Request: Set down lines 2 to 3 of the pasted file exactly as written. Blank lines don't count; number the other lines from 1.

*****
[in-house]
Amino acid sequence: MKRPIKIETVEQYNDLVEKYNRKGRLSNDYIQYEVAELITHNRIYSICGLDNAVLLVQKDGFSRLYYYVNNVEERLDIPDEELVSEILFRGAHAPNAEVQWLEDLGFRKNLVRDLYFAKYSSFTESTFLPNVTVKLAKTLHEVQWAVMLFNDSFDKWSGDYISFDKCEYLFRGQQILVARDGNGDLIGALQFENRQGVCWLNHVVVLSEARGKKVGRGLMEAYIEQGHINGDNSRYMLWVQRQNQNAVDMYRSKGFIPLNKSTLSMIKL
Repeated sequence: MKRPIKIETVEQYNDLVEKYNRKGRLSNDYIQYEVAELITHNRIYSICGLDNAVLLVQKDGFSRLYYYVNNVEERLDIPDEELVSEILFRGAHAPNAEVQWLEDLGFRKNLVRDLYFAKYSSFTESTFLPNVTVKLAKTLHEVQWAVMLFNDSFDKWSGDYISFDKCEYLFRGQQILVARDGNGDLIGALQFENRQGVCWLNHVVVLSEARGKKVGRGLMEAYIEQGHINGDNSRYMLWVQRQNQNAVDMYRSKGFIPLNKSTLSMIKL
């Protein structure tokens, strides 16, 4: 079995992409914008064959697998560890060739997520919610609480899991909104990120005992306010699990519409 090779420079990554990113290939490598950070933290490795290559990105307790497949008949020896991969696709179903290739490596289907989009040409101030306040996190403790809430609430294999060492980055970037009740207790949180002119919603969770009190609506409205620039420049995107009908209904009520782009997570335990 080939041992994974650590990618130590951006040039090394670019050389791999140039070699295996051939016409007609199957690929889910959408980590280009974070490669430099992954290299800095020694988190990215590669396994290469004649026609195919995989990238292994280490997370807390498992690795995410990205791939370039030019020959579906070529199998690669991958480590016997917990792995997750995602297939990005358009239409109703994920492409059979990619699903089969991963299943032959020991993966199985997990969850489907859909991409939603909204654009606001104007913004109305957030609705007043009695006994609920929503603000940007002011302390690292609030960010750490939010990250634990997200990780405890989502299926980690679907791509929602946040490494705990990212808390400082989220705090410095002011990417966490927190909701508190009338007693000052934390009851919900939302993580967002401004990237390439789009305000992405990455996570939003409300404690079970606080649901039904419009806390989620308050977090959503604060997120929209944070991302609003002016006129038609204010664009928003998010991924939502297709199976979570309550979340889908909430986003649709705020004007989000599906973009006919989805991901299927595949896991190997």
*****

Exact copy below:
Amino acid sequence: MKRPIKIETVEQYNDLVEKYNRKGRLSNDYIQYEVAELITHNRIYSICGLDNAVLLVQKDGFSRLYYYVNNVEERLDIPDEELVSEILFRGAHAPNAEVQWLEDLGFRKNLVRDLYFAKYSSFTESTFLPNVTVKLAKTLHEVQWAVMLFNDSFDKWSGDYISFDKCEYLFRGQQILVARDGNGDLIGALQFENRQGVCWLNHVVVLSEARGKKVGRGLMEAYIEQGHINGDNSRYMLWVQRQNQNAVDMYRSKGFIPLNKSTLSMIKL
Repeated sequence: MKRPIKIETVEQYNDLVEKYNRKGRLSNDYIQYEVAELITHNRIYSICGLDNAVLLVQKDGFSRLYYYVNNVEERLDIPDEELVSEILFRGAHAPNAEVQWLEDLGFRKNLVRDLYFAKYSSFTESTFLPNVTVKLAKTLHEVQWAVMLFNDSFDKWSGDYISFDKCEYLFRGQQILVARDGNGDLIGALQFENRQGVCWLNHVVVLSEARGKKVGRGLMEAYIEQGHINGDNSRYMLWVQRQNQNAVDMYRSKGFIPLNKSTLSMIKL